He takes me by the arm like a child out of fire-drill formation and kisses me.
Another student walks in.
“I forgot my lucky pen,” she tells the emptied room.
With his back to us, he packs his briefcase.
“We’ll go over that material another time,” he says.
I leave with the lucky-pen woman. She wants to know what I think of his class.
I noticed it takes him practically the entire lecture to get through two sleeves, one at a time. He unbuttons one button at the edge of his cuff and a second securing button further down the cuff to make the first tuck. He continues talking, continues gesticulating using that hand. Then two quick rolls, securing his sleeve part of the way up his arm. He looks around the room. He looks at me. He looks at his book. He looks at the ceiling. He remembers how he practiced it the night before, remembers the point he wanted to make, remembers how to guide us to come to the point after he comes to it. He touches the shoulder of the woman sitting below him. He asks the room a question and answers before they answer. He looks up. He looks at me. He looks away. He begins with the other sleeve.
I think this is his seduction.
He has short hair. Once, I dreamt he had long hair and was with another woman. We were all at his mother’s house by the ocean.
His mother pulled me aside and said: “I wish he was with you, dear.”
When the other woman went for a swim, he approached me to caress my face.
Later, he sat at the kitchen table and watched three women cross each other to prepare supper.
The Mid-East was in the news again and I thought of that picture of him and Anwar Sadat. He has other pictures in his office: shaking hands with George Bush in a blue room, holding a rifle in the desert. But it is him with brown hair and a brown mustache not yet grey, the smallness of the scene, and his forced smile that I focus on. They wear dark suits and hold hands stiffly. His body is twisted to face the camera; Sadat looks healthy and tanned. The sun is high overhead, casting no shadows.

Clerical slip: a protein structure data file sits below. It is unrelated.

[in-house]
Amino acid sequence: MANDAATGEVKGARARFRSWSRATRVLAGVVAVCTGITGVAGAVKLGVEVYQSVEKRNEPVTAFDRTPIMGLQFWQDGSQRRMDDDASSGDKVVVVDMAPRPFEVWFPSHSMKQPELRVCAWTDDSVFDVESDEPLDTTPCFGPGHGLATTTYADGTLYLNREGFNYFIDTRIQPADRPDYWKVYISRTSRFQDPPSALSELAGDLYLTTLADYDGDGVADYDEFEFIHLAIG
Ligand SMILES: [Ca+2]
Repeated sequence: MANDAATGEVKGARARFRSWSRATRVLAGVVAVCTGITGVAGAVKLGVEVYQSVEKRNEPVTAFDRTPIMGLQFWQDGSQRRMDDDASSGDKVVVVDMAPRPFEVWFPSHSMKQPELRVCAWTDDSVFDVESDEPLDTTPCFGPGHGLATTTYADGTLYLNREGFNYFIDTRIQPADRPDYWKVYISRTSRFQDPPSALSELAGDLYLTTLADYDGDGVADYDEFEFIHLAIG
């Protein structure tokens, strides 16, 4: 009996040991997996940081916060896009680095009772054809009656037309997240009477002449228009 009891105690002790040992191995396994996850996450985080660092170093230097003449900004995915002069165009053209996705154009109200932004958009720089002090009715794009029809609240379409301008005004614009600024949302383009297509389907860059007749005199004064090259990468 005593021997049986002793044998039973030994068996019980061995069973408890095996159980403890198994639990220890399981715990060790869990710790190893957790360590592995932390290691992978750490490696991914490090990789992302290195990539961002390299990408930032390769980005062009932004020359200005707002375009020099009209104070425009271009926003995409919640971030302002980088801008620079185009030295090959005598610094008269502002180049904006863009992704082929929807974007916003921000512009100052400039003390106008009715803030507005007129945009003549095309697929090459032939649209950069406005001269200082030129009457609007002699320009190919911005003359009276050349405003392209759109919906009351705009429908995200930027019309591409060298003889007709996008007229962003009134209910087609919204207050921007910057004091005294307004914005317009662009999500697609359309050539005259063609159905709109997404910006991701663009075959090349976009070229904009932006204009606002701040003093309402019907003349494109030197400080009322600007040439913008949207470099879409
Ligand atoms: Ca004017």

I daydreamed that he has been traveling by foot, by horse, by camel, but not by donkey. He is wrapped in a veil saturated by desert dust. The veil covers all of him but his eyes like a woman in purdah. He has to create a language built on labored winks and stares the depth of the Dead Sea. (Years from now, if he saw me on the street, in a short skirt without stockings, would he recognize the scar on my left thigh, another tight-lipped mouth he had longed for; or would he just make a mental note of a young woman navigating a path through the crowd, her purse across her chest like armor, her eyes battering rams?)
“I am a genius,” he says, “I am a genius and you are not.”
I wonder how long it will take him, assaulted by my silence, to launch his third attack. I think to time him, but he doesn’t wait, not even sixty seconds.
“I know more history, more literature, more science, and more math than you, I know more of the world, have seen more, tasted more, experienced more, I am better than you, just–better.”
If I were writing a story about him it might start like this:
The Professor sits in his dark office facing an open window. There are no sounds coming from the street. He touches a crack in a plastic framed picture: it is at least 20 years old. He feels nostalgic for that time in his life, for the young man in that picture. Last week, one of his students noticed the crack.
“The frame store is on my way home,” she offered.
He thinks of this young woman and his eyes drift back to the picture, to his brown hair, and to the new mustache that he thought made him look important. In the picture, he shakes hands with Anwar Sadat, who would be dead within the year.
Intersecting lives, he thinks, like how his unmarried assistant’s shoulders drooped as she made copies, or how his sister’s voice cracked with worry over the telephone, or how this young woman, what is her name, wants to make herself useful to him?
But stories like this rarely end. Rather, they end as they begin: walking through the park, watching trees made animate by wind, thinking of those who pass through one’s life. I want to tell you this story and then I want you to help me figure out how not to do this again.